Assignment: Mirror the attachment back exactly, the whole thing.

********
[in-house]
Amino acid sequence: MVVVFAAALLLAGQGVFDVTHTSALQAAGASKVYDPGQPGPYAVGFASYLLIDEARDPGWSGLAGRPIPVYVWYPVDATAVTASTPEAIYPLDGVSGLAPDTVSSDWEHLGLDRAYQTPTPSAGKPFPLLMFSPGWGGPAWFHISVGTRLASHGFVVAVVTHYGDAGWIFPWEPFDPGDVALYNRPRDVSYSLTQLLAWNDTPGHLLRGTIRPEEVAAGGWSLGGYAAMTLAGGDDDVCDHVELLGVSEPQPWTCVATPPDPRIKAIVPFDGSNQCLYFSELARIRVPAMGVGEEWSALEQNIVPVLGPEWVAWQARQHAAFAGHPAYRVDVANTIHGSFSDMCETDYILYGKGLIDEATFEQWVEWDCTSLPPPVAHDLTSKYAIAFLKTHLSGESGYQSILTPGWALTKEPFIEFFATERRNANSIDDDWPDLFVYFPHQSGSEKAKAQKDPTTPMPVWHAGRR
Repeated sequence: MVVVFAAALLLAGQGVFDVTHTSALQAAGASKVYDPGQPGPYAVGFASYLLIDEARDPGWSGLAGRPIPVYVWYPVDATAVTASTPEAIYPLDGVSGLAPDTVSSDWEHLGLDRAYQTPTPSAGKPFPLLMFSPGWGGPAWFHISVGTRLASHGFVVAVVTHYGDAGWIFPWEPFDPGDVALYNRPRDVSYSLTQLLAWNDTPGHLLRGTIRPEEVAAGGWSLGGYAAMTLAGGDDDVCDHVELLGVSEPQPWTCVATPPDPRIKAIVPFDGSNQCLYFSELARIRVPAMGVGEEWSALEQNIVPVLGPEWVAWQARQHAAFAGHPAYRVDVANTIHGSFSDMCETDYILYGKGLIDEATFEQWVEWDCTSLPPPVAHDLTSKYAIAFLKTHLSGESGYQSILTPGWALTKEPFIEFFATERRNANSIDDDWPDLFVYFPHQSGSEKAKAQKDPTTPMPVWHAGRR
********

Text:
[in-house]
Amino acid sequence: MVVVFAAALLLAGQGVFDVTHTSALQAAGASKVYDPGQPGPYAVGFASYLLIDEARDPGWSGLAGRPIPVYVWYPVDATAVTASTPEAIYPLDGVSGLAPDTVSSDWEHLGLDRAYQTPTPSAGKPFPLLMFSPGWGGPAWFHISVGTRLASHGFVVAVVTHYGDAGWIFPWEPFDPGDVALYNRPRDVSYSLTQLLAWNDTPGHLLRGTIRPEEVAAGGWSLGGYAAMTLAGGDDDVCDHVELLGVSEPQPWTCVATPPDPRIKAIVPFDGSNQCLYFSELARIRVPAMGVGEEWSALEQNIVPVLGPEWVAWQARQHAAFAGHPAYRVDVANTIHGSFSDMCETDYILYGKGLIDEATFEQWVEWDCTSLPPPVAHDLTSKYAIAFLKTHLSGESGYQSILTPGWALTKEPFIEFFATERRNANSIDDDWPDLFVYFPHQSGSEKAKAQKDPTTPMPVWHAGRR
Repeated sequence: MVVVFAAALLLAGQGVFDVTHTSALQAAGASKVYDPGQPGPYAVGFASYLLIDEARDPGWSGLAGRPIPVYVWYPVDATAVTASTPEAIYPLDGVSGLAPDTVSSDWEHLGLDRAYQTPTPSAGKPFPLLMFSPGWGGPAWFHISVGTRLASHGFVVAVVTHYGDAGWIFPWEPFDPGDVALYNRPRDVSYSLTQLLAWNDTPGHLLRGTIRPEEVAAGGWSLGGYAAMTLAGGDDDVCDHVELLGVSEPQPWTCVATPPDPRIKAIVPFDGSNQCLYFSELARIRVPAMGVGEEWSALEQNIVPVLGPEWVAWQARQHAAFAGHPAYRVDVANTIHGSFSDMCETDYILYGKGLIDEATFEQWVEWDCTSLPPPVAHDLTSKYAIAFLKTHLSGESGYQSILTPGWALTKEPFIEFFATERRNANSIDDDWPDLFVYFPHQSGSEKAKAQKDPTTPMPVWHAGRR